Jewish Supremacism

What Do Israelis Think About Americans? Start With Disdain.

By Dr. Patrick Slattery — Writing in the Jewish Daily Forward newspaper, Naomi Zeveloff’s headline asked “What Do Israelis Think About Americans? Start With Disdain.” Maybe if you see yourself as “G-d’s chosen people” it’s kind of hard not to look down your nose at others. Well, if G-d chose them, perhaps he could pay their bills as well. So just how strong is this contempt, and how wide spread? Zeveloff writes:

Israelis tend to agree on one thing: Their strongest supporters are an inherently dupable people.

“Most Israelis think Americans are pro-Israel and we can sell them anything, especially mud from the Dead Sea,” said David Lifshitz, the lead writer for the Israeli comedy show “Eretz Nehederet,” or “Wonderful Land.”

“Or — just regular mud with a ‘Dead Sea’ sticker on it.”

But it’s not just American tourists whom many Israelis see as guileless. American foreign policy is held up to similar scrutiny here, even as Israel receives billions of dollars in foreign aid from the United States each year.

As the Beatles (and the crew of the USS Liberty) could tell us, money can’t buy you love, and apparently it doesn’t buy you respect, either. No, you can’t buy respect, you have to earn it. Have we earned it? Think about it. They have us completely fooled, completely brainwashed. That’s why they have engaged in false flag attacks on us, because they are confident that they can get away with it. And after the USS Liberty attack, they could be confident that even if they got caught they wouldn’t be punished. This is a lesson not lost on Prime Minister Netanyahu. According to Zeveloff:

In a secretly recorded video of a 2001 discussion with a group of terror victims in the Ofra settlement in the Israeli occupied West Bank, now-Prime Minister Benjamin Netanyahu laid out this widely held perception.

“I know what America is,” Netanyahu, then on political hiatus after an election defeat, told the settlers when one asked whether his proposal for a “large scale” attack on the Palestinians would be met with global condemnation. “America is a thing that can be easily moved, moved in the right direction. They will not bother us… Let’s suppose they [the Bush administration] will say something. So they say it — so what? Eighty per cent of the Americans support us. It’s absurd! We have such [great] support there! And we say… what shall we do with this [support]?”

Yes, Bibi, you are right. It is absurd that you have eighty percent support in America. (You can see the video here, although the conversation is in Hebrew.) And what did Netanyahu propose to do with that support? Lanch a large scale attack on the Palestinians, and then shield Israel from global condemnation using the naive, contemptable Americans. Of course, fast forward to 2015 and Bibi has bigger plans for how to use the absurd support from contemptable Americans. So he invited himself to address Congress.

[M]ost Israelis were in agreement about their premier’s message. About three-quarters of Israelis “don’t trust Obama to be a reliable ally and to deal effectively with the Iranian nuclear threat” said Eytan Gilboa, a senior researcher at the Begin-Sadat Center for Strategic Studies.

That opinion was evident on the Israeli street the day of Netanyahu’s speech to Congress, despite all the administration’s measures on behalf of Israel’s security that Netanyahu took pains to laud.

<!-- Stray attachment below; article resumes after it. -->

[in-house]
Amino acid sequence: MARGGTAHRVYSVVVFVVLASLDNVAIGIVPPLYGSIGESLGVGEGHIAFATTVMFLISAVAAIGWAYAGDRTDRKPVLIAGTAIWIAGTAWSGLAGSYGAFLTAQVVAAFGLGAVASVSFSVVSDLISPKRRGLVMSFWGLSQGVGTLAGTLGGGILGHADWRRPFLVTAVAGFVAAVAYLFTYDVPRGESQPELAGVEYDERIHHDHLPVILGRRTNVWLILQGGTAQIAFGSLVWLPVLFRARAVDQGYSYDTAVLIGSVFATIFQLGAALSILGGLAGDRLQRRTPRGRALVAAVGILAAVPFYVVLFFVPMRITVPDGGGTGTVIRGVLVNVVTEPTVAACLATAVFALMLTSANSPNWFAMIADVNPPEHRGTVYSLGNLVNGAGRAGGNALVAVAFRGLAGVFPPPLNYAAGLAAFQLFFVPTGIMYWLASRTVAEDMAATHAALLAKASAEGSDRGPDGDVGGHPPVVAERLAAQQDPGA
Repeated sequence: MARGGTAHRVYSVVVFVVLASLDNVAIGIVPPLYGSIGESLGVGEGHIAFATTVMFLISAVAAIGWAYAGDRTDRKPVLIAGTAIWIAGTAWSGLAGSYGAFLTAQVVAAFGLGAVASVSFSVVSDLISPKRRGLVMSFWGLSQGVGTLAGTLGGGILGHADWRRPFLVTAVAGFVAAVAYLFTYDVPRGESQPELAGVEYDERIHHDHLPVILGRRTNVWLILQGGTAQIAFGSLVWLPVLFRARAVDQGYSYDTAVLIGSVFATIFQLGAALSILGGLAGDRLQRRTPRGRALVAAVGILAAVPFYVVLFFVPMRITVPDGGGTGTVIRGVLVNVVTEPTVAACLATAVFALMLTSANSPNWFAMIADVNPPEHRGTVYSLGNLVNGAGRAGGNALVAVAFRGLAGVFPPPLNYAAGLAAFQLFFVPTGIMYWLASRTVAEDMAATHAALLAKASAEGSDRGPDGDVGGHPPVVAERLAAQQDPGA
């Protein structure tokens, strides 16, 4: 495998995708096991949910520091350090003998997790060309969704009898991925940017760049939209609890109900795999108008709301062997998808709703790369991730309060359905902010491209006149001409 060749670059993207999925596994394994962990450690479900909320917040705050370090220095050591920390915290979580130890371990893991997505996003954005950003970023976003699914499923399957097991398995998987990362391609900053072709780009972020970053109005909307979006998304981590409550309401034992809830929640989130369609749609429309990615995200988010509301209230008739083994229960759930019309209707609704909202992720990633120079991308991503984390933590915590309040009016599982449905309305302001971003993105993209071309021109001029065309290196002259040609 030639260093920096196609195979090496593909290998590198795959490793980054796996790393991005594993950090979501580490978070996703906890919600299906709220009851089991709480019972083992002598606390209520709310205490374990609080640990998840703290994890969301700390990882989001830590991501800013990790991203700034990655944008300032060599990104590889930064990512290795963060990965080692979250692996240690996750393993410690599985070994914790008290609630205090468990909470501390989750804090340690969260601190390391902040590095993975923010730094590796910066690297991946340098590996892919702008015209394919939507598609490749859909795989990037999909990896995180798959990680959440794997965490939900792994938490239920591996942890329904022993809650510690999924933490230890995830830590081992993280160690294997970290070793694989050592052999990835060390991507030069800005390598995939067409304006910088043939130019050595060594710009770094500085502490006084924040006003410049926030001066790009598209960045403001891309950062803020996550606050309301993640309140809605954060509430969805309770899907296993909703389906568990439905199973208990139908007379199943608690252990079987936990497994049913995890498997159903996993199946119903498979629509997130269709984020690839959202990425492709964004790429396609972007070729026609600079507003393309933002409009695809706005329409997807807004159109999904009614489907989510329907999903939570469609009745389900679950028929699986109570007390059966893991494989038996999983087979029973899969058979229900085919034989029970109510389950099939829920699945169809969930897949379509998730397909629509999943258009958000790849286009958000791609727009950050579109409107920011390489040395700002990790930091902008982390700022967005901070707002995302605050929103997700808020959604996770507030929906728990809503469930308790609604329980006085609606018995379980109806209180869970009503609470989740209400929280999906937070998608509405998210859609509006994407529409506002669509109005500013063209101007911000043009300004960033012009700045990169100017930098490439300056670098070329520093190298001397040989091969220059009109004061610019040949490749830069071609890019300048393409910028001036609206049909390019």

Israelis don’t trust Obama, dispite everything that even Netanyahu had to admit he has done for Israel. And they feel threatened by Iranian nukes that don’t exist, and that Israel’s own intelligence agency says are not being developed. If that sounds kind of paranoid, you haven’t heard nothing yet…

Yet there’s another reason that Israelis don’t trust Americans, and that has to do with a wider, powerful strain of mistrust in Israeli society.

“Israelis grow up with the expression of ‘never be a freier,’ i.e., a push-over or loser, someone who can be taken for a ride,” Ari Ben Zeev wrote in his 2001 book “The Xenophobe’s Guide to the Israelis.” “This omnipresent need ‘not to be a freier’ can be traced to 2,000 years of being a struggling minority and also to the Middle Eastern neighborhood rule that everything is negotiable.”

Struggling minority? I don’t know about the struggling part. They seem to be doing pretty well nowadays, and there are plenty of historical figures from centuries gone by, like Shakespere and Martin Luther, who would attest to the same. But wait, there’s more:

An American might respond with the saying “Fool me once, shame on you; fool me twice, shame on me,” and observe that this outlook, with deep roots in the American psyche, rebuts the Israeli stereotype of Americans as ever-trusting.

But for many Israelis, the question is, why trust anyone even once?

Yes, why trust anyone? Since it’s founding Israel has enjoyed the indulgence of all the world’s wealthiest and most generous societies. Furthermore, in spite of all the talk of the Middle East as being such a bad neighborhood, Egypt, Jordan, Saudi Arabia, the Gulf States, and Turkey have been de facto allies of Israel for decades. But, given the Jewish propensity for projecting one’s own loathing on to others, the inability to trust can be understood.

Here is one more tidbit from Zeveloff:

The fear of being taken advantage of manifests in myriad ways. Israelis have a reputation as hardcore bargainers, and they’re known to cheat on their taxes — both because they can and because they think they’re getting a bad deal from the government as it is.

Who would have ever thought that Israelis are tax cheats? But, it must be true, because Naomi Zeveloff said so, and she is Jewish, and as an American I can be expected to trust the Jews as much as they can be expected to view us with suspicion and disdain.

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